IMPACT Breast Cancer: Investigating Mental Health, Physical Activity & Cognition during Treatment for Breast Cancer

Elizabeth Salerno, PhD, MPH, Assistant Professor, Surgery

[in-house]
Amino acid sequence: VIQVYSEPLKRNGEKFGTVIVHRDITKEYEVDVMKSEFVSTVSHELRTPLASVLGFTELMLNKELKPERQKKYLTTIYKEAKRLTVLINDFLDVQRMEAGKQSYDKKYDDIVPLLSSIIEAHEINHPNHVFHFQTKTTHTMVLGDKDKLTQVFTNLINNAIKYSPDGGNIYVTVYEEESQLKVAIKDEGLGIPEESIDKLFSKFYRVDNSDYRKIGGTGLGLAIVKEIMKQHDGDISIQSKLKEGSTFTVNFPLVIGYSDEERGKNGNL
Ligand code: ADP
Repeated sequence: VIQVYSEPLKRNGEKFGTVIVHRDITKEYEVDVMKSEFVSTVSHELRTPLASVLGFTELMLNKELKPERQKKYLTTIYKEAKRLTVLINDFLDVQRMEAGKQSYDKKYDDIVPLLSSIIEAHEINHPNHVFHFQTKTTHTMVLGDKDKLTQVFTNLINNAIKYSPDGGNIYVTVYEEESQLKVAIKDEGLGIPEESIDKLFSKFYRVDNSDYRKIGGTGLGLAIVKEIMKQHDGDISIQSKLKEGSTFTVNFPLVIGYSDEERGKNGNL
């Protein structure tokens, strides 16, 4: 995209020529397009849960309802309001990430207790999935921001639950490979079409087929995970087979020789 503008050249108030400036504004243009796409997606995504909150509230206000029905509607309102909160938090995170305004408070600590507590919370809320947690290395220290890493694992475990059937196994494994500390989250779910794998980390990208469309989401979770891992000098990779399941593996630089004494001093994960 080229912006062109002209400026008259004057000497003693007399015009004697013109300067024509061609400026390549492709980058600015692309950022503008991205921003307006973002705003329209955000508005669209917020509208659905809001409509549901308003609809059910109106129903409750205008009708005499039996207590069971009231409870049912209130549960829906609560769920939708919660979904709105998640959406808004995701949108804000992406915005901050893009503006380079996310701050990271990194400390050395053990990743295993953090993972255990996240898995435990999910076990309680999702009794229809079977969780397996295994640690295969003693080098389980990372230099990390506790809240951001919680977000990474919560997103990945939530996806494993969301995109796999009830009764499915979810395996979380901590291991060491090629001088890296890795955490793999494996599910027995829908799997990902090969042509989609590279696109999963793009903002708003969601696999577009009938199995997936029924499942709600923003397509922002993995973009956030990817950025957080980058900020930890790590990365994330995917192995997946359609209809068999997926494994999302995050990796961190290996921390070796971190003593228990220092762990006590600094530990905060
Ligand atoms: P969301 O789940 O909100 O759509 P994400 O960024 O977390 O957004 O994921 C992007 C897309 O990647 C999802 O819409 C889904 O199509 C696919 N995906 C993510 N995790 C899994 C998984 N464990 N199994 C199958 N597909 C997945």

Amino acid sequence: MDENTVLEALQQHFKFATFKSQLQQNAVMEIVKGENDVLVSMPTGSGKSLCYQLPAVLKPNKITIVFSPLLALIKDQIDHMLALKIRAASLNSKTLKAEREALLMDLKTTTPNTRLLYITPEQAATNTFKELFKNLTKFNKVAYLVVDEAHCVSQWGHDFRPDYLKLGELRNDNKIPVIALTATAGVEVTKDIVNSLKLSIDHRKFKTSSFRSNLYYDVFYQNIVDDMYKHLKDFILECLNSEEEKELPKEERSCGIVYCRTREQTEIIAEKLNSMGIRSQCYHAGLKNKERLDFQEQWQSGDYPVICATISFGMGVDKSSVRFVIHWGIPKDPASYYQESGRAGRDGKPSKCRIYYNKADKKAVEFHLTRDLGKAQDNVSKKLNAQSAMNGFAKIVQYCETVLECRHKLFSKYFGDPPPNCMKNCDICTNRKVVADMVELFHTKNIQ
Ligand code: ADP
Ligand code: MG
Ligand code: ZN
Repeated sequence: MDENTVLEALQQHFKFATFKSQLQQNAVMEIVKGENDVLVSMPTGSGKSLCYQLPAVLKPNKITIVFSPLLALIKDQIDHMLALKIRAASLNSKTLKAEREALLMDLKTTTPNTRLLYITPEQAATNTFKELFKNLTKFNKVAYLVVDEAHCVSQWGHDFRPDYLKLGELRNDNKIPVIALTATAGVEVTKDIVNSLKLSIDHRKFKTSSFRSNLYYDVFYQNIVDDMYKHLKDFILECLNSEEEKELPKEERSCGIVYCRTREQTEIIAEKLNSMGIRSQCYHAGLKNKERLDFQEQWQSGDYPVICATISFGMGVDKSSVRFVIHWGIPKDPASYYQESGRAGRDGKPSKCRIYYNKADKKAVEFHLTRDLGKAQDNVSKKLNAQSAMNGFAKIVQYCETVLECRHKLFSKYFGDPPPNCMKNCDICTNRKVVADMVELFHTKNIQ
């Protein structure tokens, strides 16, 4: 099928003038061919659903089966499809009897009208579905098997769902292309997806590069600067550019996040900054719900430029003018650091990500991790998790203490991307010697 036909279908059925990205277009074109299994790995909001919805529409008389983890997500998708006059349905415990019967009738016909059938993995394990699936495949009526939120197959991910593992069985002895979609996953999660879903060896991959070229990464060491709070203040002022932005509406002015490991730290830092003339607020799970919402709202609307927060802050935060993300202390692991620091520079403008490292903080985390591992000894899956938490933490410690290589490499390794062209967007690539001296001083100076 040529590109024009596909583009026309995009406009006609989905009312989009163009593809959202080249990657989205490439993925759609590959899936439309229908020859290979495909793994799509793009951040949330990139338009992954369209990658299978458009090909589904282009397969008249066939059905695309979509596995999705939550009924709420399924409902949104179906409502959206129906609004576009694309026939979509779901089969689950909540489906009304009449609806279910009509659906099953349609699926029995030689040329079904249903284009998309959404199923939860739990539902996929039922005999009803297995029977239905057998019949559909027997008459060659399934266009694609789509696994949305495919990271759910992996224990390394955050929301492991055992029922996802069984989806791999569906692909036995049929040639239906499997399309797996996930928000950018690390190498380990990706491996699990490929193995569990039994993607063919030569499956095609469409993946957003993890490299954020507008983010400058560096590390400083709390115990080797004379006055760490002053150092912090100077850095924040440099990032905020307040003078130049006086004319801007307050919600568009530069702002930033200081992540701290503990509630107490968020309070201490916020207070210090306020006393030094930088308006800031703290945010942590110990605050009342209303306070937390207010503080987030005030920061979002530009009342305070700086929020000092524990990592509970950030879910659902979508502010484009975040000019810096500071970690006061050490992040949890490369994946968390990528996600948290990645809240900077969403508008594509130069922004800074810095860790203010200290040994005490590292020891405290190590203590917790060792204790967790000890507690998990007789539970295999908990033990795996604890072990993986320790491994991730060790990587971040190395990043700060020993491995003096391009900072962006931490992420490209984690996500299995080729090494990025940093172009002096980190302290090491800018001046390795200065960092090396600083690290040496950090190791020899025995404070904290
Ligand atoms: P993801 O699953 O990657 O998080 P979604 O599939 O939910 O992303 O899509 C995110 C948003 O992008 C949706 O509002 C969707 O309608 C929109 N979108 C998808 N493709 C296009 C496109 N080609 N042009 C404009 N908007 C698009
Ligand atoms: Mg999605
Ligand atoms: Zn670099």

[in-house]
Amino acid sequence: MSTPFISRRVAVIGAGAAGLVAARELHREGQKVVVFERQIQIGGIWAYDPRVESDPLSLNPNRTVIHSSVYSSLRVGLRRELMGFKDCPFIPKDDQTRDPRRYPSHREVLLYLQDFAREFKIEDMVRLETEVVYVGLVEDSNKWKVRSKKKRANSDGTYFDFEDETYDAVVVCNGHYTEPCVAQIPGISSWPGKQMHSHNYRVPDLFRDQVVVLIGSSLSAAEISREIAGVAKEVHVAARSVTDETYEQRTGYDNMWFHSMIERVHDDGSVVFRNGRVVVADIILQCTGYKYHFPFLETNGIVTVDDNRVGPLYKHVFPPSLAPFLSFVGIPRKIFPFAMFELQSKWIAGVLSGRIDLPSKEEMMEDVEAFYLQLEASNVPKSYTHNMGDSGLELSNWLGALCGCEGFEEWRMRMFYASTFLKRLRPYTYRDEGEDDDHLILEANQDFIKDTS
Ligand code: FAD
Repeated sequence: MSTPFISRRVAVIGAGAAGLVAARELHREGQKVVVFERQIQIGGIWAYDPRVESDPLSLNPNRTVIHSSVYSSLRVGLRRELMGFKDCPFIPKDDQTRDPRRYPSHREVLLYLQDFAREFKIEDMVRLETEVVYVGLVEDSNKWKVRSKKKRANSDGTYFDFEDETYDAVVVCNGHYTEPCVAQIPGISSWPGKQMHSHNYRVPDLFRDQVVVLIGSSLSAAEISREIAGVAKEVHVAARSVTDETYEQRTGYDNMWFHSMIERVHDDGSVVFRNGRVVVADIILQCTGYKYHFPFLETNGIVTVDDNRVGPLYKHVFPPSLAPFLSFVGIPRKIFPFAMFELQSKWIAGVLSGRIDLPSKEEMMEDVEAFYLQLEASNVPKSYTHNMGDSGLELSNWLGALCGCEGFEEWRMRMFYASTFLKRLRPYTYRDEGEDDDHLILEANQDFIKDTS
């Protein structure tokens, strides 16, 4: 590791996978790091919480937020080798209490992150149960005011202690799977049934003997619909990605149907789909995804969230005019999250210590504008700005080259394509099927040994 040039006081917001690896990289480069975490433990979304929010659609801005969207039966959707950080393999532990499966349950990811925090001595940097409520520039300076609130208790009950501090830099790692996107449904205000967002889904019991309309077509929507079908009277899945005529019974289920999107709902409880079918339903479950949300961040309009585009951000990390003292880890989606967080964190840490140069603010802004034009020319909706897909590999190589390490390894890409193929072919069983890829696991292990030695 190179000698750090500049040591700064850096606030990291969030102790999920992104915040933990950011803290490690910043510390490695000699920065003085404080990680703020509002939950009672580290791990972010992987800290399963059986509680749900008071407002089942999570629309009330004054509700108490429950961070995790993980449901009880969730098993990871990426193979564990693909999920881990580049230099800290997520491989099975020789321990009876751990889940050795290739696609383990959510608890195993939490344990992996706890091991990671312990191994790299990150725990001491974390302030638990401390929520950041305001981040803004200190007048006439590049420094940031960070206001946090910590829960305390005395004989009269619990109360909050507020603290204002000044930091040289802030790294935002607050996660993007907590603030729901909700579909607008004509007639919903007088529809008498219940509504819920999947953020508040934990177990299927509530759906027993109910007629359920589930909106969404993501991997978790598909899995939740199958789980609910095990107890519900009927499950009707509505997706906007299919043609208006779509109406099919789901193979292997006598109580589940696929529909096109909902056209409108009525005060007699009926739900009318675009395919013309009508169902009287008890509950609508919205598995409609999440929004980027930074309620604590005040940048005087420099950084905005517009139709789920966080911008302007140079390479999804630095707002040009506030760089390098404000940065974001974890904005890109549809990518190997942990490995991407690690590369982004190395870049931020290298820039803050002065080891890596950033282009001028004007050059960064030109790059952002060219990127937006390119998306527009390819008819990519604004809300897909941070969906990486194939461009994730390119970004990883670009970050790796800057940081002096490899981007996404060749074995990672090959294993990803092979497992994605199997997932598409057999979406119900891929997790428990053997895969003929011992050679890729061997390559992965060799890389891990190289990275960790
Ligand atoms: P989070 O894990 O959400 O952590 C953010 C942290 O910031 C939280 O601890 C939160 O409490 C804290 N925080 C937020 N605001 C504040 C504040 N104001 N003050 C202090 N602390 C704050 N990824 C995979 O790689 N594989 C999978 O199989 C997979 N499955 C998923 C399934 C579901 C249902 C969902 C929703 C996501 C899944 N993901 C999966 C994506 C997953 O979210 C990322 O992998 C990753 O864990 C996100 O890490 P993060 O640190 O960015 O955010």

The time period after a diagnosis of breast cancer is overwhelming with tremendous treatment-related physical, mental, cognitive, and financial burden. Unsurprisingly, the prevalence of mood disorders (e.g., anxiety, depression) are high in the perioperative breast cancer setting. Physical activity (PA) improves these symptoms during and after treatment for breast cancer, and new evidence suggests that PA can also help prevent cancer-related cognitive decline. Early intervention with PA, or prehabilitation, can further reduce the severity of other treatment-related side effects, surgical complications, and cost of care, representing a proactive approach to improving mental and cognitive health in the perioperative phase. However, this setting is complex, with fluctuating symptoms and high frequency of clinic visits. Such an environment has important implications for prehabilitation uptake and efficacy; patients are less likely to enroll in and adhere to PA programs that do not consider the time of highest mental and cognitive burden. PA dose and timing during breast cancer treatment are also unclear, largely due to traditional methodologies that cannot capture dynamic, real-time symptoms in patients’ natural settings. Further characterizing the inter-related nature of PA, mental health, and cognitive function during the perioperative breast cancer setting is necessary and important to design PA interventions that can be successfully scaled and implemented into routine cancer care. For such interventions to persist beyond grant work, early stakeholder participation during developmental stages is critical. We therefore propose a pre- implementation study in the perioperative breast cancer setting to: 1) characterize the relationships between PA and anxiety, depression, and cognitive function across chemotherapy and in the days surrounding surgery; 2) systematically explore the infrastructure necessary to support the implementation of a healthcare-integrated prehabilitation PA intervention; and 3) identify patients at highest risk of mental and cognitive health and PA decline over time. Preliminary data collected during this study can provide key insights into how PA, mental health, and cognitive function change in the perioperative setting, as well as important facilitators and barriers to implementing a targeted lifestyle intervention for patients newly diagnosed with breast cancer. This study has the potential to shift the paradigm in the way we consider standard of care rehabilitation during cancer survivorship.